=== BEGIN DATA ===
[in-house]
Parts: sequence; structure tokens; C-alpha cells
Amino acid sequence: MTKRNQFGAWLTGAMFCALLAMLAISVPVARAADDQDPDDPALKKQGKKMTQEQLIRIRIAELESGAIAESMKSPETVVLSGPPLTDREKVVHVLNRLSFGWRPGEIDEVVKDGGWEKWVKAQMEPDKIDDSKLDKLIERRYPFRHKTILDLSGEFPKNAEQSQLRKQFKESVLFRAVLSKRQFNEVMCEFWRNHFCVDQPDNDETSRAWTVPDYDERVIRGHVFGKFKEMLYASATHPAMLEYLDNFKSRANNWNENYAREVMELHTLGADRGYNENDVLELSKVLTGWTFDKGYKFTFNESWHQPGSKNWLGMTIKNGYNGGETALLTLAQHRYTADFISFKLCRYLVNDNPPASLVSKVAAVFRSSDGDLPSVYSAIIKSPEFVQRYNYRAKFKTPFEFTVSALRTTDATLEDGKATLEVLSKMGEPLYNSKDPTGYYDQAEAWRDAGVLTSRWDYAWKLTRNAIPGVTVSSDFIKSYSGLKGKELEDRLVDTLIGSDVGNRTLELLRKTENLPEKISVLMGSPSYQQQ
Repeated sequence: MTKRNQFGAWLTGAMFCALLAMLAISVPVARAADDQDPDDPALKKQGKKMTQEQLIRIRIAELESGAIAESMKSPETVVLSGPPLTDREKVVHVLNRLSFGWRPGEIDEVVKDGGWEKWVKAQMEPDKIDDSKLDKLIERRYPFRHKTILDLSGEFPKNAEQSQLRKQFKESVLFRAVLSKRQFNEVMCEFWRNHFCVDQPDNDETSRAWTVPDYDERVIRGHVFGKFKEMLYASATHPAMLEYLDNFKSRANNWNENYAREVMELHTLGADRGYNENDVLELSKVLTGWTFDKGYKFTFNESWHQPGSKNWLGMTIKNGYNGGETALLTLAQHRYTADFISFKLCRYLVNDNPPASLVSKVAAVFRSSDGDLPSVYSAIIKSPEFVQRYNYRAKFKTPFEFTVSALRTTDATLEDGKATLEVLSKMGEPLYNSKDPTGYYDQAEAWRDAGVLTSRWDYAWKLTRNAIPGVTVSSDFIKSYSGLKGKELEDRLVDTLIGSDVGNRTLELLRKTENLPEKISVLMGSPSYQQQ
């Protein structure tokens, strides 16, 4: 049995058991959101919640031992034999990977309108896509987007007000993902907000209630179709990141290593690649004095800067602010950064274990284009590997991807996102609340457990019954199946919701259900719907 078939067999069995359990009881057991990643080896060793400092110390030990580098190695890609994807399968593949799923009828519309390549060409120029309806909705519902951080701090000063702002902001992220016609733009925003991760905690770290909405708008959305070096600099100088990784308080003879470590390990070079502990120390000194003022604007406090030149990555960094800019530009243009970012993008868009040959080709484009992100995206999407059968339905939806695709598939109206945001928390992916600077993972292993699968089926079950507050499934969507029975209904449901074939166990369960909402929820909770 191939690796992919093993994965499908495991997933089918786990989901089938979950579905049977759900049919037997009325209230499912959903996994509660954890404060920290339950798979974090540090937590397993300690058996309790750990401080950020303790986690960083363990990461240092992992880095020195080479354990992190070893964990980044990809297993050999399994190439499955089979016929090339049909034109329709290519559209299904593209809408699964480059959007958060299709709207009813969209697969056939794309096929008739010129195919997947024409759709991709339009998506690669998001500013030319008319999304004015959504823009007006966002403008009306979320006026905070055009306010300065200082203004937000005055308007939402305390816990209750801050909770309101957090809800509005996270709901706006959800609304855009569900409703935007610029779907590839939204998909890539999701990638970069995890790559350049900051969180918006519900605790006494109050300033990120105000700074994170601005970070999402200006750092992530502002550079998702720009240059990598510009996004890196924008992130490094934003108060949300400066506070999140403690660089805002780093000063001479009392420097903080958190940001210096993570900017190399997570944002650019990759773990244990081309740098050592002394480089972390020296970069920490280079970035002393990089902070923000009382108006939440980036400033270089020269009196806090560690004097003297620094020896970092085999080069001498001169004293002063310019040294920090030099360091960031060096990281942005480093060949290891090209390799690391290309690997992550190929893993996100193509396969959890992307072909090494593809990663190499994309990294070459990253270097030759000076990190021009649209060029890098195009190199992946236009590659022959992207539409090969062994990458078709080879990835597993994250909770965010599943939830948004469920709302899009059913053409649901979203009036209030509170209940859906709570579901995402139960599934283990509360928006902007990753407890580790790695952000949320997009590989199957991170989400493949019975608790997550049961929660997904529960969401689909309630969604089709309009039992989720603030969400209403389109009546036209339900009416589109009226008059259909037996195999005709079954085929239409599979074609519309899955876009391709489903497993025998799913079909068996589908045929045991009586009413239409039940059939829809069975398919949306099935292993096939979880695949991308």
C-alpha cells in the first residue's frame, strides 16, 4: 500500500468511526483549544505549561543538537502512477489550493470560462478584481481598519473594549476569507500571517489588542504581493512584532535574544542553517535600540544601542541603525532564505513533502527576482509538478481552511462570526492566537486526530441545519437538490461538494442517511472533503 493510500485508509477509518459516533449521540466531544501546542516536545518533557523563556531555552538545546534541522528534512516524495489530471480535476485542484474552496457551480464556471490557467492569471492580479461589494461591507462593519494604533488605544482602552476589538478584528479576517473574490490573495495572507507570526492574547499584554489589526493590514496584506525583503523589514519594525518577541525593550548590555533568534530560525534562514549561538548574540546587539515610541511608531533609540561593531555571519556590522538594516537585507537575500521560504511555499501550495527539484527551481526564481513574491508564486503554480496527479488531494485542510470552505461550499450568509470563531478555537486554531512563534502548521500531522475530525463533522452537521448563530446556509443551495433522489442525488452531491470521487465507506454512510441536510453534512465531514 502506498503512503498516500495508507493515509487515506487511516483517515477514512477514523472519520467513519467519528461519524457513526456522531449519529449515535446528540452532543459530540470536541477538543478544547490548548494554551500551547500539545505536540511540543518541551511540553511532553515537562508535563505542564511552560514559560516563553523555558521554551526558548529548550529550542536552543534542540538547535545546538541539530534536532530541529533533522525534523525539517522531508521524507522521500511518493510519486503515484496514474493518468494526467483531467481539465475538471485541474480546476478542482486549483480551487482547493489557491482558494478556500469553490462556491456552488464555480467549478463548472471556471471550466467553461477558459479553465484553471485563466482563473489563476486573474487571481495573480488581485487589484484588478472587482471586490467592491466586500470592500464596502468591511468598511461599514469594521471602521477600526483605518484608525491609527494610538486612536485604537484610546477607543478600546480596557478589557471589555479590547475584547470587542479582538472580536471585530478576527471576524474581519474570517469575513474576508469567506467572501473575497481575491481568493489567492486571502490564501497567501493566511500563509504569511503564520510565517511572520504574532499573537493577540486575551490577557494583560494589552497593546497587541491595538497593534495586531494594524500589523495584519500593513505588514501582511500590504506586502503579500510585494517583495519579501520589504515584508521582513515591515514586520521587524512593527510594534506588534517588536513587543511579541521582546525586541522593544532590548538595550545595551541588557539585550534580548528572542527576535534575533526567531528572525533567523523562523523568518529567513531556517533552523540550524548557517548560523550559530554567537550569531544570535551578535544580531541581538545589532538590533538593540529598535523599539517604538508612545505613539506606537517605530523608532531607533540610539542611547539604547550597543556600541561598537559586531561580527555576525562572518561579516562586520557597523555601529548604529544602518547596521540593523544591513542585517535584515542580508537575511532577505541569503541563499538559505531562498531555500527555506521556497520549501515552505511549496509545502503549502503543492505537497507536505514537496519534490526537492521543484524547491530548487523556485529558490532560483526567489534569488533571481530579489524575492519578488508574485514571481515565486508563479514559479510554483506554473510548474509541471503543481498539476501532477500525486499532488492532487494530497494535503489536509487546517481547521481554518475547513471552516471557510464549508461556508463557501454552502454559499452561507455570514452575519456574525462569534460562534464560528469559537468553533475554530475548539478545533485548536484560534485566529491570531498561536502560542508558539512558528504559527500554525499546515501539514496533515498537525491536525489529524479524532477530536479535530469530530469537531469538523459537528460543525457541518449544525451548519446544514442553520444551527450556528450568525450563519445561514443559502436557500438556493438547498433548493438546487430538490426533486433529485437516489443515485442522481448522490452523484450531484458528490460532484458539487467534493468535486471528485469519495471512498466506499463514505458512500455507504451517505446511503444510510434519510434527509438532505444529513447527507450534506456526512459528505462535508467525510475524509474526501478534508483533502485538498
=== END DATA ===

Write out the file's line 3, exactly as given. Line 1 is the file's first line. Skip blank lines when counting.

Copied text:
Amino acid sequence: MTKRNQFGAWLTGAMFCALLAMLAISVPVARAADDQDPDDPALKKQGKKMTQEQLIRIRIAELESGAIAESMKSPETVVLSGPPLTDREKVVHVLNRLSFGWRPGEIDEVVKDGGWEKWVKAQMEPDKIDDSKLDKLIERRYPFRHKTILDLSGEFPKNAEQSQLRKQFKESVLFRAVLSKRQFNEVMCEFWRNHFCVDQPDNDETSRAWTVPDYDERVIRGHVFGKFKEMLYASATHPAMLEYLDNFKSRANNWNENYAREVMELHTLGADRGYNENDVLELSKVLTGWTFDKGYKFTFNESWHQPGSKNWLGMTIKNGYNGGETALLTLAQHRYTADFISFKLCRYLVNDNPPASLVSKVAAVFRSSDGDLPSVYSAIIKSPEFVQRYNYRAKFKTPFEFTVSALRTTDATLEDGKATLEVLSKMGEPLYNSKDPTGYYDQAEAWRDAGVLTSRWDYAWKLTRNAIPGVTVSSDFIKSYSGLKGKELEDRLVDTLIGSDVGNRTLELLRKTENLPEKISVLMGSPSYQQQ